Malays 14.8% 14.4% 14.0% 13.9% 13.4% 13.4% 13.3% 13.3%
Indians 7.0% 6.3% 7.1% 7.9% 9.2% 9.2% 9.2% 9.1%
Others 1.2% 1.0% 1.1% 1.4% 3.3% 3.3% 3.3% 3.3%
Total Fertility Rate by Ethnic Group [7]
Year 1990 2000 2007 2008 2009 2010 2011
Chinese 1.65 1.43 1.14 1.14 1.08 1.02 1.08
Malays 2.69 2.54 1.94 1.91 1.82 1.65 1.64
Indians 1.89 1.59 1.25 1.19 1.14 1.13 1.09
Total 1.83 1.6 1.29 1.28 1.22 1.15 1.2

Singapore became numerically dominated by immigrant ethnic groups soon after the British annexed the island in the 19th century. It is estimated that in January 1819, Singapore had about 880 Malays and aboriginal tribes and about 20 to 30 Chinese. In 1821, it was estimated that there were nearly 3,000 Malays and more than 1,000 Chinese.

While the Singapore Department of Statistics reports overall population figures for Singapore (4.48 million in 2006), as a matter of policy, it only provides more detailed demographic breakdown analysis for the approximately 80% of the population who are Singapore citizens and Permanent Residents (collectively termed 'residents'). Of this group of about 3.6 million people, Chinese form 75.2%, Malays form 13.6%, Indians form 8.8%, while Eurasians and other groups form 2.4%. No breakdown by ethnicity is released for the non-resident population.

Official figures show that the number of foreigners on short-term permits (termed 'non-residents') has grown from 30,900 in 1970 to 797,900 in 2005, which translate roughly to a 24-fold increase in 35 years, or from 1% of the population in 1970 to 18.3% in 2005. Despite this huge increase, no further breakdown is given by Singstat.

Proportion of non-residents out of total population  (chart) [19]
1970 1980 1990 2000 2009
Non-residents (Residents = Citizens + PRs) 2.9% 5.5% 10.2% 18.7% 25.3%

Some studies attempted to cast light on the demographic profile of Singapore's non-residents. According to 'The Encyclopedia of the Indian Diaspora' (published in 2006), "independent surveys approximate the number of South Asians on work permits to be between 30-35 per cent of the total 'Indian' population in Singapore, or approximately 90,000-100,000." Based on this, it can be estimated that, as of June 2006, the Indian population formed 12.5% of the non-resident population, and therefore numbered between 415,000 and 430,000, or about 9.5% of the total population of about 4.5 million. It is likely the population of 'others' is similarly greater than suggested by the figures for the 'resident' population. Conversely, it is likely that the Chinese form significantly less than 75% of the total population of 4.5 million.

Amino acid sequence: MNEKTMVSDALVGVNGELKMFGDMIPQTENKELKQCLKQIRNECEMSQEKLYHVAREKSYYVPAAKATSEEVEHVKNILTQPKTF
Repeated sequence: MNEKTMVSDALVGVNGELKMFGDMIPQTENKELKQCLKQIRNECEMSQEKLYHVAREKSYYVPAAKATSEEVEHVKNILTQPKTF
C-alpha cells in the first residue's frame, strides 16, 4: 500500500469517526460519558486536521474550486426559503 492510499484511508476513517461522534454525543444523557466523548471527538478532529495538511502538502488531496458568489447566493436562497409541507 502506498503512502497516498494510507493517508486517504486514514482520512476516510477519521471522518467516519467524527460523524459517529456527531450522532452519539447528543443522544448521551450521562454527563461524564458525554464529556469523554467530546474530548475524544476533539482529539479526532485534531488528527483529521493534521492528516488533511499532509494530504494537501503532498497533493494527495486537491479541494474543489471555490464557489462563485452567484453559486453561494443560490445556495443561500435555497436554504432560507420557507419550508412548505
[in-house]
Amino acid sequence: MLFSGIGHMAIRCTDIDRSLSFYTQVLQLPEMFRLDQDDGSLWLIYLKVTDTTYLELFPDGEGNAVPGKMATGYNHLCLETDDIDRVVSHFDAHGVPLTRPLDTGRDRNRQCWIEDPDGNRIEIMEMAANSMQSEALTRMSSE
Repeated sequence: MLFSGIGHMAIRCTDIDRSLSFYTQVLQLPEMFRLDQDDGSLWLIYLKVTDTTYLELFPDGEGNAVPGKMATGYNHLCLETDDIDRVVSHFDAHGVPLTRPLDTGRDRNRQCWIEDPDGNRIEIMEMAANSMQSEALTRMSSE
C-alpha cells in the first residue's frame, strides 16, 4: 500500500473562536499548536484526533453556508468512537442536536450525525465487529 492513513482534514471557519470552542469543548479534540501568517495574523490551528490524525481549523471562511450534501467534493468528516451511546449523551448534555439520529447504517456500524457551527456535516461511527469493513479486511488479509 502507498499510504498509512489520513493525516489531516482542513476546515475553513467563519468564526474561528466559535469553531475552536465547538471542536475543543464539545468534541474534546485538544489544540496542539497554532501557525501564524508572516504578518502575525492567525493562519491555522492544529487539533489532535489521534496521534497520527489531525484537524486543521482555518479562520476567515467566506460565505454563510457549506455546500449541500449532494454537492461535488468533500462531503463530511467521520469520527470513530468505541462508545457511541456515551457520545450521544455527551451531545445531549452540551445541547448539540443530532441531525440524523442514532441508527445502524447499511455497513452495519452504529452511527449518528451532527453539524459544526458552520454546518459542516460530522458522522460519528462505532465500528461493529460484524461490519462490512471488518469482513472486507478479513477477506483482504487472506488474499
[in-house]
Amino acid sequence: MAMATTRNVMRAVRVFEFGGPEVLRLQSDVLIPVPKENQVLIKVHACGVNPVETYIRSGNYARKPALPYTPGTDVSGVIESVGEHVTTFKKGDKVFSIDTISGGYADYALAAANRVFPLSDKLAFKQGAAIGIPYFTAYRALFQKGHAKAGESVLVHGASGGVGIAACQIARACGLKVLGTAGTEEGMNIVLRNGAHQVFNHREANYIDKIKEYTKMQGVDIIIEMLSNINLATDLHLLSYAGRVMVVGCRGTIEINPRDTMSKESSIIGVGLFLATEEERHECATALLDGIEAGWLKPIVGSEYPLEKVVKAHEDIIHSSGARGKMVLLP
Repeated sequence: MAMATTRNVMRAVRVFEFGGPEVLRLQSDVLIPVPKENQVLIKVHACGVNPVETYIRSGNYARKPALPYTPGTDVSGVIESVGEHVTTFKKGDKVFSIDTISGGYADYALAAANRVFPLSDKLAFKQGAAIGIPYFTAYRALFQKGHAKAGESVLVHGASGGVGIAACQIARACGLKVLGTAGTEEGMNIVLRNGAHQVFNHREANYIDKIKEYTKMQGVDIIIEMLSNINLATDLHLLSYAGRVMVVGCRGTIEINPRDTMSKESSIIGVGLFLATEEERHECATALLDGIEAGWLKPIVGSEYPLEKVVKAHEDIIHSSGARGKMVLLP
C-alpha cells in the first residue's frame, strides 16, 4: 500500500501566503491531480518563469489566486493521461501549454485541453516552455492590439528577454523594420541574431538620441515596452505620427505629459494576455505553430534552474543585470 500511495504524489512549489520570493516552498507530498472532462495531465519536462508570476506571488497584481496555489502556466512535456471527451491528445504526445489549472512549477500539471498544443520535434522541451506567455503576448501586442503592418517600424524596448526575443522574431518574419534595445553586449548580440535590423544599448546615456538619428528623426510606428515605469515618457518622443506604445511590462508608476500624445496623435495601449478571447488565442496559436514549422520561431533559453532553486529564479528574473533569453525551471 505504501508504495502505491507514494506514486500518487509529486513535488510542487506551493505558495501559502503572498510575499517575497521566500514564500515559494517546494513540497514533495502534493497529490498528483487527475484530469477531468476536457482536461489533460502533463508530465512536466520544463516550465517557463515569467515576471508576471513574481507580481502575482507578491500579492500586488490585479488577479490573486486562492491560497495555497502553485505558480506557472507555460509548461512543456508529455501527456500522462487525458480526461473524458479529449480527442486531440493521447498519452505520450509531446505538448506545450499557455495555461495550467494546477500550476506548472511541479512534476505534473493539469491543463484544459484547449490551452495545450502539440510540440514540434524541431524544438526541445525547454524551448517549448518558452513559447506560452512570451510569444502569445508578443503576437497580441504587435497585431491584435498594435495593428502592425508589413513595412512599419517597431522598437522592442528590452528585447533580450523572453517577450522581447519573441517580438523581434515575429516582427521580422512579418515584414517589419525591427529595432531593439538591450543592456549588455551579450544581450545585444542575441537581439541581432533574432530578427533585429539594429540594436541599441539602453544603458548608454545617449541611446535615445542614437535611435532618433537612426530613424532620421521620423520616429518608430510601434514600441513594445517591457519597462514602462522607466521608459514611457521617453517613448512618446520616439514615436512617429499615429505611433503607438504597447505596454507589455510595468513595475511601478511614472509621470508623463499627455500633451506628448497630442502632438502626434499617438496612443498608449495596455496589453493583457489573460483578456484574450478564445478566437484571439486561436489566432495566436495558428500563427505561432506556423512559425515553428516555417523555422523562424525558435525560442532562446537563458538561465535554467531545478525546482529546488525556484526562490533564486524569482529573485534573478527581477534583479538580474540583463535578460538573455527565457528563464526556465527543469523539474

A figure released by the Straits Times on 20 July 2010 shows that the total population of non- resident Singaporeans (PRs and foreigners) is around 1.79 million[20] of which Indians are 400,000 (22.35%). The number of Indian PRs and foreigners had doubled in the previous 2 years.[20]

Languages[edit]

Language most frequently spoken at home (%)[21]
Language 1990 2000 2010
English 18.8 23.0 32.3
Mandarin 23.7 35.0 35.6
(non-Mandarin) Chinese Dialects 39.6 23.8 14.3
Malay 14.3 14.1 12.2
Tamil 2.9 3.2 3.3
Quadrilingual warning sign written in Singapore's four official languages; English, Chinese, Tamil and Malay.

There are four official languages: English, Malay, Mandarin and Tamil.

Malay is the national language of the country, although English is mainly used. English serves as the link between the different ethnic groups and is the language of the educational system and the administration. The colloquial English used in everyday life is often referred to as Singlish.